Dealing with a Disrespectful Child - A New Perspective

connecting with your teenager empowering your teenager Jan 22, 2024

The topic of respect is a common concern among parents that I work with at the Family Enrichment Academy. I often hear statements like:


- "My son doesn't respect me."

- "My daughter won't respect anything I say."

- "Our children are so disrespectful."


If you can relate to these statements, I have an insight that can help you move past the frustration caused by your "disrespectful" children.


When a parent tells me that their children don't respect them, I always start by clarifying what they mean. I ask a question like:


- "What do you mean when you say 'My children don't respect me'?"


Take a moment to think about how you would answer this question.


Many times, parents will explain that their child doesn't listen or follow their instructions. They may mention that their child breaks the rules or even yells and uses inappropriate language towards them.


As we delve deeper into the situation, it becomes clear that the parent sees their child's misbehavior as a sign of disrespect. They might say something like, "If he respected me, he wouldn't argue with me about everything." They often ask questions like:


- "How can I get them to do what I say?"

- "How can I get them to stop yelling and fighting all the time?"


This is where I would offer a different perspective. Instead of trying to control your child's behavior, I suggest shifting your focus to understanding what they are trying to communicate through their bad behavior.   I would assert that the disrespectful behavior is actually a cry for help.  They are overwhelmed with fear.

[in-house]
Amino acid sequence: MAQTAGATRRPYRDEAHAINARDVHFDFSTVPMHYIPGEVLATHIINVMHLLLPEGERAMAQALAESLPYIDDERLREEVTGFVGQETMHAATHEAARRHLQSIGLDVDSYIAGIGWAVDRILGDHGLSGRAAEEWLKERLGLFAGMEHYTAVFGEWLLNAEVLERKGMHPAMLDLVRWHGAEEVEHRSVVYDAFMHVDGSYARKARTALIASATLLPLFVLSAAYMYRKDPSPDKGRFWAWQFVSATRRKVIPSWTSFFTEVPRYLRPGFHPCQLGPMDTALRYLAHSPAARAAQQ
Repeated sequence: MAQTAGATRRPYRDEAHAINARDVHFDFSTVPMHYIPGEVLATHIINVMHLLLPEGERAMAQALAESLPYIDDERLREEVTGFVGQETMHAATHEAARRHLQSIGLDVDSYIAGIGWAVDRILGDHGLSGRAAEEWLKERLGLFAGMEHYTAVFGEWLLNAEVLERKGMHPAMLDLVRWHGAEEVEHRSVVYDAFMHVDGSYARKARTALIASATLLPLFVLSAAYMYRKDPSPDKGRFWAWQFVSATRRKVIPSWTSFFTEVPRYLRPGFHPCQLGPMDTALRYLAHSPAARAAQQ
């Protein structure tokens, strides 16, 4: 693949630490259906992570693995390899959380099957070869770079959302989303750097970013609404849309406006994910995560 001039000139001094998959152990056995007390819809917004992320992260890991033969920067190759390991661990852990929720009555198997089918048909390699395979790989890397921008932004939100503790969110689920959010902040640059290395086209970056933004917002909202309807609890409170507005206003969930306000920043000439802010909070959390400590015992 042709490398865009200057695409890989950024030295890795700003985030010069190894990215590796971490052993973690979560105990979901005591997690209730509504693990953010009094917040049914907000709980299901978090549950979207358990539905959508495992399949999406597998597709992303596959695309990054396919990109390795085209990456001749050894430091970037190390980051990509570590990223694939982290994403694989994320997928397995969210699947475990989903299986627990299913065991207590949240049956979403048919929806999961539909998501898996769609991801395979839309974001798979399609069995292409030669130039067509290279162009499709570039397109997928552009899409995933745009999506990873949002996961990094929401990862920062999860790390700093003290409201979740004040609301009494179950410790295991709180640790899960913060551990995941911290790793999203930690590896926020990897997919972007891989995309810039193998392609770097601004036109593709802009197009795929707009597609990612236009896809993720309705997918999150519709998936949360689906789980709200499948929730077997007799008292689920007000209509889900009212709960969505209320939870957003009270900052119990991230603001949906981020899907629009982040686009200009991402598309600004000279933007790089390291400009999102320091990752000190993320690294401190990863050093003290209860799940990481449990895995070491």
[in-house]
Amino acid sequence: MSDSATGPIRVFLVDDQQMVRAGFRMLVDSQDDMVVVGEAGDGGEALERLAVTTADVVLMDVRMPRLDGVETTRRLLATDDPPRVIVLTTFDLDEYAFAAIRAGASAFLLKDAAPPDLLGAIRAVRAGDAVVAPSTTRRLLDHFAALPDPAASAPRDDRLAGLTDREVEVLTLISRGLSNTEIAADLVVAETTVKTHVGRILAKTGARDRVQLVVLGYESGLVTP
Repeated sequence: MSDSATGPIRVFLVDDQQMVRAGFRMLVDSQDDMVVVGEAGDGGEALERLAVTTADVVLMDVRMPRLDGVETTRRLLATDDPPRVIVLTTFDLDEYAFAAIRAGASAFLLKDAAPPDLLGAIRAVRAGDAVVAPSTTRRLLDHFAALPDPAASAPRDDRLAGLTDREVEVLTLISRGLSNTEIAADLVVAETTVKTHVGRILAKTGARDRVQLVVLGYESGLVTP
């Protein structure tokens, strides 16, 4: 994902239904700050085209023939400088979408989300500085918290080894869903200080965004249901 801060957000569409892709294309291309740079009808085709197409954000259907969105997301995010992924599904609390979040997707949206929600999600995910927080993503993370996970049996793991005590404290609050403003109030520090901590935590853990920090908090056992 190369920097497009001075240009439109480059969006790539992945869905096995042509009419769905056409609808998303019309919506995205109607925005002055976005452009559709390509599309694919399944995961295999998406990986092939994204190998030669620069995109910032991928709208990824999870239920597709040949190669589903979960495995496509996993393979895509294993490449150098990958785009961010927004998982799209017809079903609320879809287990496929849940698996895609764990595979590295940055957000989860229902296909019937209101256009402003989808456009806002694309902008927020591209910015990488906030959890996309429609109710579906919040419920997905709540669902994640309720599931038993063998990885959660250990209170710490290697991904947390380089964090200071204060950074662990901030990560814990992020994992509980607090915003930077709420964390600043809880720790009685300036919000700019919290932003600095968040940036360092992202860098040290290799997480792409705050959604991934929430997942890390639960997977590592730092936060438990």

They are afraid of not feeling good enough.

They are afraid of not fitting in or belonging.


Truth be told, we all experience these two fundamental fears to some extent. For your child, this negative energy needs an outlet, so they unleash it on you. But consider this: they unleash it on you because you are the one person who is supposed to love them no matter what.


From this perspective, the questions shift from:


- "How do I get them to do what I say?" to "How do I let them know that I see them for who they are and love them unconditionally?"

- "How do I get them to stop yelling and fighting all the time?" to "How do I empower them to be their absolute best?"


With a love-based mindset, all bad behavior is seen as a call for love. When you're ready, try saying something like this to your disrespectful child:


"It seems like we've been fighting a lot lately. First of all, I want to apologize for yelling at you yesterday. I know it doesn't help anything. I was thinking about it last night and I realized that being a teenager today is really different than it was when I was your age. It seems more stressful. I'm going to try my best to understand what you're dealing with. I may not always get it right, but please know that I love you and want what's best for you. When you're ready, I would love to hear how things are different for you today compared to when I was in high school."


Can you see how with this statement, I am letting them know that I see them for who they are and love them unconditionally?


I assure you that as you continue to deepen your connection and shift from control to empowerment, all of your concerns about disrespect will magically fade away.


Your Family Enrichment Coach,

Jim White





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